By Elizabeth Prata
Now one of the Pharisees was requesting Him to eat with him, and He entered the Pharisee’s house and reclined at the table. And there was a woman in the city who was a sinner; and when she learned that He was reclining at the table in the Pharisee’s house, she brought an alabaster vial of perfume, and standing behind Him at His feet, weeping, she began to wet His feet with her tears, and she wiped them with the hair of her head, and began kissing His feet and anointing them with the perfume. Now when the Pharisee who had invited Him saw this, he said to himself, “If this man were a prophet He would know who and what sort of person this woman is who is touching Him, that she is a sinner!” (Luke 7:36-39).
In this scene we observe a few things as it gets going. First, the Pharisee had no personal interest in Jesus. None of them did (except perhaps Nicodemus). They thought him a blasphemer. No Pharisee would invite a blasphemer to his home unless he wanted to trap him and try and gain evidence to convict him. We can see this exhibited in the Pharisees’ behavior later as Jesus remarked that he had not given Jesus even the most basic courtesy as host, Jesus’ feet weren’t washed, he was not greeted with the customary kiss, nor was Jesus’ head anointed. The Pharisee had not extended minimally polite host duties toward Jesus.
Secondly, in the culture of that time, it was common for Pharisees and other town dignitaries to invite notable people to their home for a meal. They would usually leave the doors open so that interested bystanders could listen to the conversation, too. Since this is a Pharisee’s home and we know they like the chief seats and places of honor, and to be seen and revered (Matthew 23:6-7), this host Pharisee certainly would have left the doors and windows open to be seen and heard as he no doubt thought he would defeat Jesus in conversation and come out on top.
Third, when a person is called “a sinner” in a context like this, it usually means the person is seen as the bottom dreg of society. In the case of a woman being called a sinner, it likely means she was a prostitute. Those called sinners and tax-collectors were never allowed to mingle with the hoi polloi, or even the lowest. These people were the lowest of the low.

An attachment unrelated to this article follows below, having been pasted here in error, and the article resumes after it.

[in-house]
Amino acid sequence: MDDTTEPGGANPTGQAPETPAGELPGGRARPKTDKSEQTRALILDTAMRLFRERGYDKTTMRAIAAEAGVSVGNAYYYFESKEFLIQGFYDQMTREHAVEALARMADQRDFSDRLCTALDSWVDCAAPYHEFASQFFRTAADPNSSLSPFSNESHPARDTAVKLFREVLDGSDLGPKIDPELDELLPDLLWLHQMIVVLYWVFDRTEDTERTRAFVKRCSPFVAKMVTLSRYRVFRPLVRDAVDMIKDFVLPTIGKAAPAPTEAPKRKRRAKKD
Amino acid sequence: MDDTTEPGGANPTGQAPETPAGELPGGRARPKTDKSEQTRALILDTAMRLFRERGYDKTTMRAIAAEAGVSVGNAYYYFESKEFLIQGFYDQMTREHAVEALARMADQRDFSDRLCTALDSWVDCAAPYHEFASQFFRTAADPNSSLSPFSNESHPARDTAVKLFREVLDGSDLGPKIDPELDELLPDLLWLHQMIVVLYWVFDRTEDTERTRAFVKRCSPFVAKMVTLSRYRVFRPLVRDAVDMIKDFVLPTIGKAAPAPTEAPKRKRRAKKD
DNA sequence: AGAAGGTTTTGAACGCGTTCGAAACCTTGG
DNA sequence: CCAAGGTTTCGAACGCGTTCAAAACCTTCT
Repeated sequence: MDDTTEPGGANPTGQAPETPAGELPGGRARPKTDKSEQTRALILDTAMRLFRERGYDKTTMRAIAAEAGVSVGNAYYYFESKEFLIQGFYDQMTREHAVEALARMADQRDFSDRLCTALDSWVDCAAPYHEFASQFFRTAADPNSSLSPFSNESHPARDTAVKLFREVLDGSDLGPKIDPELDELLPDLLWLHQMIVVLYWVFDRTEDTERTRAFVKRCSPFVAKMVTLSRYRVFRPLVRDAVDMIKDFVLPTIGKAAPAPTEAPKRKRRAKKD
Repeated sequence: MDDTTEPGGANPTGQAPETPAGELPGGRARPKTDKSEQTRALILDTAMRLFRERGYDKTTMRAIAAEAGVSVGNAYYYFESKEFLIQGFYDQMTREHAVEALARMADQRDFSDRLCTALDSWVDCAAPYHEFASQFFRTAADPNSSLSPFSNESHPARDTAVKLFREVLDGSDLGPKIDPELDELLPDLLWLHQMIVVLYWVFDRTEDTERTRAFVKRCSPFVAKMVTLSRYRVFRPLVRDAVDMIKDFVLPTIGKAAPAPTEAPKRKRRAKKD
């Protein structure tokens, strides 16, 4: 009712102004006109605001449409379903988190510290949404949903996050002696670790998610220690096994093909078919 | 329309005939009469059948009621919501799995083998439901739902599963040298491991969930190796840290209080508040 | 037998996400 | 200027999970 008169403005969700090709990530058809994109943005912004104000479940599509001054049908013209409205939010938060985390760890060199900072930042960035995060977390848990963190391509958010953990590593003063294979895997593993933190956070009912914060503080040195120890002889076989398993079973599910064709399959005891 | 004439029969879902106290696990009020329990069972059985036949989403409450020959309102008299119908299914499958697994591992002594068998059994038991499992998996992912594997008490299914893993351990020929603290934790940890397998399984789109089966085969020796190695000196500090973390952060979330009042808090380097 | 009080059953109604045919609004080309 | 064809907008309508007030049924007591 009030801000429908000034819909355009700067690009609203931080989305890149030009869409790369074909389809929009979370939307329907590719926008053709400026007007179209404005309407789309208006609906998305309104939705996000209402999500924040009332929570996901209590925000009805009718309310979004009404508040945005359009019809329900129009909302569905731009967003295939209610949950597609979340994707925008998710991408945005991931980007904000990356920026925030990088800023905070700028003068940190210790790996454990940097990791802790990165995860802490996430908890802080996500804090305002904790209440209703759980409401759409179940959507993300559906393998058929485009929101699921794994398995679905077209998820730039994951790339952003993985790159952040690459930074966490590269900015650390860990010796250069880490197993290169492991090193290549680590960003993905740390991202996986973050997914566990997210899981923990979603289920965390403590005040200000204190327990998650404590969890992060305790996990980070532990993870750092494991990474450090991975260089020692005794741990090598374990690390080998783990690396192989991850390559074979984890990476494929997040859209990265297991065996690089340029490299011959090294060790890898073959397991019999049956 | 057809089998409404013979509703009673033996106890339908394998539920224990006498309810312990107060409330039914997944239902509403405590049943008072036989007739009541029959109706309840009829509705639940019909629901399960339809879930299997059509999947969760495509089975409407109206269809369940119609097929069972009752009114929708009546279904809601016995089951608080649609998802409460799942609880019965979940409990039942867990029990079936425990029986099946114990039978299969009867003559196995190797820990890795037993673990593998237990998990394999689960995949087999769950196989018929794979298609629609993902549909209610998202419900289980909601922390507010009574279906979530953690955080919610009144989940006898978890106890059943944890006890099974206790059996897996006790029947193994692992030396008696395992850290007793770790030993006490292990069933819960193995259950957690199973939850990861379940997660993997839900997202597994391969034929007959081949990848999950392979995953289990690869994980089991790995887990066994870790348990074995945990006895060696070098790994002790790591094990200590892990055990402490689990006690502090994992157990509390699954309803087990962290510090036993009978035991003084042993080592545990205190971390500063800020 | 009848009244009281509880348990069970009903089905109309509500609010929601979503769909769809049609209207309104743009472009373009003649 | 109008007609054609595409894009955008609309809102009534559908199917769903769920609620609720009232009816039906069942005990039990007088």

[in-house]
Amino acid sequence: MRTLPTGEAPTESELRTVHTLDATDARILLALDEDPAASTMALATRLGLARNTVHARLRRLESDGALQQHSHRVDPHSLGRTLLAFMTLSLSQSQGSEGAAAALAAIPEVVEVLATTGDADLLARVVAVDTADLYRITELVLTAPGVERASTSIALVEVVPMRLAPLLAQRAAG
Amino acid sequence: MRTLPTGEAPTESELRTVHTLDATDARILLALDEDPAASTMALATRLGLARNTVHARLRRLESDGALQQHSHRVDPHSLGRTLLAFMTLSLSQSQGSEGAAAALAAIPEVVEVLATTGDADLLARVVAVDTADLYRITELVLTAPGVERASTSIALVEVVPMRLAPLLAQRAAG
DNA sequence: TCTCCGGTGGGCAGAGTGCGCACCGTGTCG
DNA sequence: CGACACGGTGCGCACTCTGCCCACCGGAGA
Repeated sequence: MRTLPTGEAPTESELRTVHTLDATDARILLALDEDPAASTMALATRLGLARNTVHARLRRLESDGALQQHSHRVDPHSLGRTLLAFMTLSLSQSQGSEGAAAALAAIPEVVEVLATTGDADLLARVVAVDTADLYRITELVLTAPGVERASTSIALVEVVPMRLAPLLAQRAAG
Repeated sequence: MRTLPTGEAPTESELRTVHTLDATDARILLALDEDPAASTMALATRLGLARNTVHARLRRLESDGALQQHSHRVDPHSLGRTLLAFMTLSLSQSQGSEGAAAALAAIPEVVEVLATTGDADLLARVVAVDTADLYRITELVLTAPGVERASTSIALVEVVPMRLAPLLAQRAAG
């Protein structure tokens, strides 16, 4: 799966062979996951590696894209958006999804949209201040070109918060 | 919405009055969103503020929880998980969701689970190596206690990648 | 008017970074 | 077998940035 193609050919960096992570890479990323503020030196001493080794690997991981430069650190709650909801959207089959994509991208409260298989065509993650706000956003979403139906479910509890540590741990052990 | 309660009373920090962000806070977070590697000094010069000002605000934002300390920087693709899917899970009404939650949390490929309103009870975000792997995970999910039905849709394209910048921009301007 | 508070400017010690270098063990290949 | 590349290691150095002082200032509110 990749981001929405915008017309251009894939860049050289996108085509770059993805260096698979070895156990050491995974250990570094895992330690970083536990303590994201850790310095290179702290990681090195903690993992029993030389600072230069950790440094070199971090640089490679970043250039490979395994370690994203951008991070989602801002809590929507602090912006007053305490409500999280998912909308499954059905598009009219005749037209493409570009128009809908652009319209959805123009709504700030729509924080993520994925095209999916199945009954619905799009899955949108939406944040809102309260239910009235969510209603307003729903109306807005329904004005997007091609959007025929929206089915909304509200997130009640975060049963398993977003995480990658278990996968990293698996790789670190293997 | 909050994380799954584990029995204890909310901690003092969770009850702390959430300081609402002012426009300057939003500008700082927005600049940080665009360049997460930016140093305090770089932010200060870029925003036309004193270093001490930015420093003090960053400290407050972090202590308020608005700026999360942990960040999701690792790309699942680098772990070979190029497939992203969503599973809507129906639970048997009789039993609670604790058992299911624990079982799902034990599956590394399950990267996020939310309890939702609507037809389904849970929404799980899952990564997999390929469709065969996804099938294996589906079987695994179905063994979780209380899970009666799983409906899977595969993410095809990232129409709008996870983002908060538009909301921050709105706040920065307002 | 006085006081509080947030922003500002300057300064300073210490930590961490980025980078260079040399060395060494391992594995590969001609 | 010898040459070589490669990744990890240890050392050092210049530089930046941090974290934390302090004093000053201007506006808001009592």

Now that the cultural background is set, let’s take a look at the sinner woman with the alabaster vial. Look at her outside the house, perhaps hiding the vial in the folds of her tunic, other bystanders edging away from her with a sneer or a snarl. She is marginalized, unloved, and unwanted. She peers through the shoulders of the gathered crowd and sees the candles and lantern inside the home and the people, including Jesus, reclining at table.
She bursts INTO the house, startling all the guests. She approaches Jesus, and sobbing audibly, wets his feet with her tears. The verse says she wipes his feet with her hair, and this is another startling event. Women of that time wore their hair up in public, never down. That her hair was loose or that she unloosed it in the company of men was shocking.
Her courage, her humility, her devotion to Christ is notable. It is the point. Jesus prophesied that this act, which was preparing him for burial (whether she knew it or not) would be talked about forever. And it is so.
What would I do in her place? Would I be too intimidated to go through with it? Would I allow myself to be edged out by abrupt elbowings and mutterings of the crowd against me? Once inside, would I falter, step back, mutter an apology, and leave? Or would I be as this woman: emotionally abandoned to her devotion and gratitude to Christ and not caring who thought what? Sobbing in public. Being abandoned to love so much that I’d appear risque by taking off my shirt to wipe his feet (even if I had a tank top underneath)?
This woman was amazing. She is a good example of devotion, giving one’s all, and humility in remembrance of our past sins and relying on Jesus for forgiveness of them.
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